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Definition: Goldsmith, Oliver from Philip's Encyclopedia

Anglo-Irish poet, novelist, essayist, and dramatist. After a colourful but penurious early life, he became known as a lively comic writer. His work includes the essay collection The Citizen of the World (1762), the poem The Deserted Village (1770), the novel The Vicar of Wakefield (1766), and the play She Stoops to Conquer (1773).


Summary Article: Goldsmith, Oliver from The Hutchinson Unabridged Encyclopedia with Atlas and Weather Guide

Irish playwright, novelist, poet, and essayist. His works include the novel The Vicar of Wakefield (1766), an outwardly artless and gentle story which is also a social and political satire, and in which rural honesty, kindness, and patience triumph over urban values; it became one of the most popular works of fiction in English. Other works include the poem ‘The Deserted Village’ (1770) and the play She Stoops to Conquer (1773). In 1761 Goldsmith met English writer Samuel Johnson and became a member of his circle.

Goldsmith was born in Pallasmore, County Longford. He went to Trinity College, Dublin, and Edinburgh University, where he studied medicine for two years. After travelling extensively in Europe, he returned to England, almost penniless, and became a hack writer (journalist producing work on demand). In 1759 his first important literary venture, An Enquiry into the Present State of Polite Learning in Europe, was published anonymously. Another early work was The Citizen of the World (1762), a series of letters by an imaginary Chinese traveller, and in 1764 he published An History of England. The poem ‘The Traveller’ was the first work to carry his name; this was followed by collected essays (1765).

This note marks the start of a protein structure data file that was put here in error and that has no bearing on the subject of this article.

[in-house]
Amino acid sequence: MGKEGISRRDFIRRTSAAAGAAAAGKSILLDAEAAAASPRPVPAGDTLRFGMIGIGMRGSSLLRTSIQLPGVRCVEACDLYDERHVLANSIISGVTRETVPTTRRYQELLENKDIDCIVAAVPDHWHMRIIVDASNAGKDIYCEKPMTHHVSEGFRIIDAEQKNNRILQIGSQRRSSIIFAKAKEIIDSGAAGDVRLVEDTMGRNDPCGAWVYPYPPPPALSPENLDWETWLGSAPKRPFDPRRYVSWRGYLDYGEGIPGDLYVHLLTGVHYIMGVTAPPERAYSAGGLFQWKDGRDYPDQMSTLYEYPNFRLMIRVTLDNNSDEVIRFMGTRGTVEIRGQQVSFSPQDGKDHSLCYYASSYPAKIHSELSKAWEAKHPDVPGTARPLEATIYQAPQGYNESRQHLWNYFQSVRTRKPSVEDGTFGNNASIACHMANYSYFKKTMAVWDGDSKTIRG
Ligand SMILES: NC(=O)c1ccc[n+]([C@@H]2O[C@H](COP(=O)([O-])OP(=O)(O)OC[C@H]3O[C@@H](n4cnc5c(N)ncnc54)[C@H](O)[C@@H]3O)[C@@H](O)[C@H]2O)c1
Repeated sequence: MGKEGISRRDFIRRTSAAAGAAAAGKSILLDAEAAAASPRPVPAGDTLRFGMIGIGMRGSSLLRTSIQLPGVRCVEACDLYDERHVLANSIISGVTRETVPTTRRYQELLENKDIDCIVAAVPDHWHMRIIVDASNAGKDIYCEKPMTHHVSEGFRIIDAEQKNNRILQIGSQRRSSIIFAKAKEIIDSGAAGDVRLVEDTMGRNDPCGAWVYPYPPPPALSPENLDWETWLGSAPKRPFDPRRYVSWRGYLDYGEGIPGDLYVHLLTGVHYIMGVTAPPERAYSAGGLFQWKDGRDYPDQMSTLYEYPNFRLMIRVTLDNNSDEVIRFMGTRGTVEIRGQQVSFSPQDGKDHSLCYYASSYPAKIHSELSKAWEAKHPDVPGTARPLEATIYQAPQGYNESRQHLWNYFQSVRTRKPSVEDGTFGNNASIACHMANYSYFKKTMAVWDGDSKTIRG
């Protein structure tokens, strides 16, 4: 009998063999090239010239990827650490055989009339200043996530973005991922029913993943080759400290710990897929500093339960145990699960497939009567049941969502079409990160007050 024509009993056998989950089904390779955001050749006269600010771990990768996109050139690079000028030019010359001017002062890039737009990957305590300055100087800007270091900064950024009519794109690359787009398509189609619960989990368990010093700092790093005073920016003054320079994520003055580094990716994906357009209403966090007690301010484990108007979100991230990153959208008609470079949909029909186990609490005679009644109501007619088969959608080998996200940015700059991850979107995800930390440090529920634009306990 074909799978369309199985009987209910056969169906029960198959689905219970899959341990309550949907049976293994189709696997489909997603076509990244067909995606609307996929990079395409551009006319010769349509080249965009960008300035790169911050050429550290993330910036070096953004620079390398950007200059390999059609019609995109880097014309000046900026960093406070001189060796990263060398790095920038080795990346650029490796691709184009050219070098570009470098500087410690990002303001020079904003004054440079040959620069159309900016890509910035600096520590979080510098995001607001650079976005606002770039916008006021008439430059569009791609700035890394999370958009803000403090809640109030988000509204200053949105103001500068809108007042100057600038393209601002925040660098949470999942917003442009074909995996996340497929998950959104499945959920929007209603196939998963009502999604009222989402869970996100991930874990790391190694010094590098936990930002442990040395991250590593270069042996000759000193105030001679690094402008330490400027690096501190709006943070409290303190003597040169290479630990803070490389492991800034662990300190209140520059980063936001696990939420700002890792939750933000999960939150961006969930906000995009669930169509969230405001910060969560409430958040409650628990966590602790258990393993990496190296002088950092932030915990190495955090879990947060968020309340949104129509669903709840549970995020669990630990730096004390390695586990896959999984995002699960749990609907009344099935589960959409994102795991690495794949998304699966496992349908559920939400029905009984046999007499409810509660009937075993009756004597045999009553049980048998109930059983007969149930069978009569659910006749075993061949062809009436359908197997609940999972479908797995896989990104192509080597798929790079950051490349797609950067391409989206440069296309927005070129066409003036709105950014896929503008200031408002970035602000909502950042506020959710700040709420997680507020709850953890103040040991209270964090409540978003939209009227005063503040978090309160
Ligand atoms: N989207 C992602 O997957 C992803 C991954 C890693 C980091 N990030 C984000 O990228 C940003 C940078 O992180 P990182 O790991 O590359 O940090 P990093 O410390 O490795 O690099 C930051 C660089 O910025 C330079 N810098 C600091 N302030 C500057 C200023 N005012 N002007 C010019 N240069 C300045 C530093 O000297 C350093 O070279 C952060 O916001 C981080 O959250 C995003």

Samuel Johnson found a publisher for The Vicar of Wakefield to save Goldsmith from imprisonment for debt at the instigation of his landlady. With that book Goldsmith's reputation was secured. In 1768 his comedy The Good Natur'd Man had considerable success. During the next few years, Goldsmith was occupied with works for publishers, including The History of Rome (1769) and lives of the poet Thomas Parnell (1679–1718) and Lord Bolingbroke (1770). In 1773 he produced his other drama, She Stoops to Conquer, with great success. His last works were Retaliation, The History of Greece, and An History of the Earth and Animated Nature, all published in 1774.

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Goldsmith, Oliver

essays

Irish Literature

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Selected Poetry of Oliver Goldsmith (1730–1774)

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Goldsmith, Oliver

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Goldsmith, Oliver She Stoops to Conquer

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